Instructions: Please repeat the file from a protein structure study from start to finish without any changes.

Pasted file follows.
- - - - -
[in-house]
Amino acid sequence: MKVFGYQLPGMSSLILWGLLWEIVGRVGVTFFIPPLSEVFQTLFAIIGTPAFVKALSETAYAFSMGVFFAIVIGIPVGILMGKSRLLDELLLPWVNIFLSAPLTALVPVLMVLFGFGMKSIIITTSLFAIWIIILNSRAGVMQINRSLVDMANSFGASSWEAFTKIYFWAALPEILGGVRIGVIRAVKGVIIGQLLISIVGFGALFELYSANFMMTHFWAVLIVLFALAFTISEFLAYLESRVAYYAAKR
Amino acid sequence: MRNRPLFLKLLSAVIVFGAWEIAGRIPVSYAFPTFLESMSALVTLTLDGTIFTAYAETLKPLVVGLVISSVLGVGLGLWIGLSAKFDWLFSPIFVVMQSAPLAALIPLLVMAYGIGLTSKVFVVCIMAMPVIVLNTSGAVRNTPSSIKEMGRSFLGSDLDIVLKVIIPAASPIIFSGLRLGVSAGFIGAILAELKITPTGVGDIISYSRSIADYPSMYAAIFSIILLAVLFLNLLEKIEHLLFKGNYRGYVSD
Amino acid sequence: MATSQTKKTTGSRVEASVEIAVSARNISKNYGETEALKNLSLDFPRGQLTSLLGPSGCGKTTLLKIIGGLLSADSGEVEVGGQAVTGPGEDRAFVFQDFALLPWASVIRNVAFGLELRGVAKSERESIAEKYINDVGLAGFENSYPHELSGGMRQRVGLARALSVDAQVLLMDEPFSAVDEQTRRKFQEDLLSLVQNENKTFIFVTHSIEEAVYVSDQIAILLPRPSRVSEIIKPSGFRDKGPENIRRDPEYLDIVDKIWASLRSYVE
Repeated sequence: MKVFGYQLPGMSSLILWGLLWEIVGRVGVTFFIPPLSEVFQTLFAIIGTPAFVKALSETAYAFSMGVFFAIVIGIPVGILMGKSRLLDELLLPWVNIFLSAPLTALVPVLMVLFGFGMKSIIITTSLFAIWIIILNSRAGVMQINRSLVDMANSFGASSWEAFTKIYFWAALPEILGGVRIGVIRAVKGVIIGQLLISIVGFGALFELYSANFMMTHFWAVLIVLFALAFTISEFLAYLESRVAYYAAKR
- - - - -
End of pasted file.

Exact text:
[in-house]
Amino acid sequence: MKVFGYQLPGMSSLILWGLLWEIVGRVGVTFFIPPLSEVFQTLFAIIGTPAFVKALSETAYAFSMGVFFAIVIGIPVGILMGKSRLLDELLLPWVNIFLSAPLTALVPVLMVLFGFGMKSIIITTSLFAIWIIILNSRAGVMQINRSLVDMANSFGASSWEAFTKIYFWAALPEILGGVRIGVIRAVKGVIIGQLLISIVGFGALFELYSANFMMTHFWAVLIVLFALAFTISEFLAYLESRVAYYAAKR
Amino acid sequence: MRNRPLFLKLLSAVIVFGAWEIAGRIPVSYAFPTFLESMSALVTLTLDGTIFTAYAETLKPLVVGLVISSVLGVGLGLWIGLSAKFDWLFSPIFVVMQSAPLAALIPLLVMAYGIGLTSKVFVVCIMAMPVIVLNTSGAVRNTPSSIKEMGRSFLGSDLDIVLKVIIPAASPIIFSGLRLGVSAGFIGAILAELKITPTGVGDIISYSRSIADYPSMYAAIFSIILLAVLFLNLLEKIEHLLFKGNYRGYVSD
Amino acid sequence: MATSQTKKTTGSRVEASVEIAVSARNISKNYGETEALKNLSLDFPRGQLTSLLGPSGCGKTTLLKIIGGLLSADSGEVEVGGQAVTGPGEDRAFVFQDFALLPWASVIRNVAFGLELRGVAKSERESIAEKYINDVGLAGFENSYPHELSGGMRQRVGLARALSVDAQVLLMDEPFSAVDEQTRRKFQEDLLSLVQNENKTFIFVTHSIEEAVYVSDQIAILLPRPSRVSEIIKPSGFRDKGPENIRRDPEYLDIVDKIWASLRSYVE
Repeated sequence: MKVFGYQLPGMSSLILWGLLWEIVGRVGVTFFIPPLSEVFQTLFAIIGTPAFVKALSETAYAFSMGVFFAIVIGIPVGILMGKSRLLDELLLPWVNIFLSAPLTALVPVLMVLFGFGMKSIIITTSLFAIWIIILNSRAGVMQINRSLVDMANSFGASSWEAFTKIYFWAALPEILGGVRIGVIRAVKGVIIGQLLISIVGFGALFELYSANFMMTHFWAVLIVLFALAFTISEFLAYLESRVAYYAAKR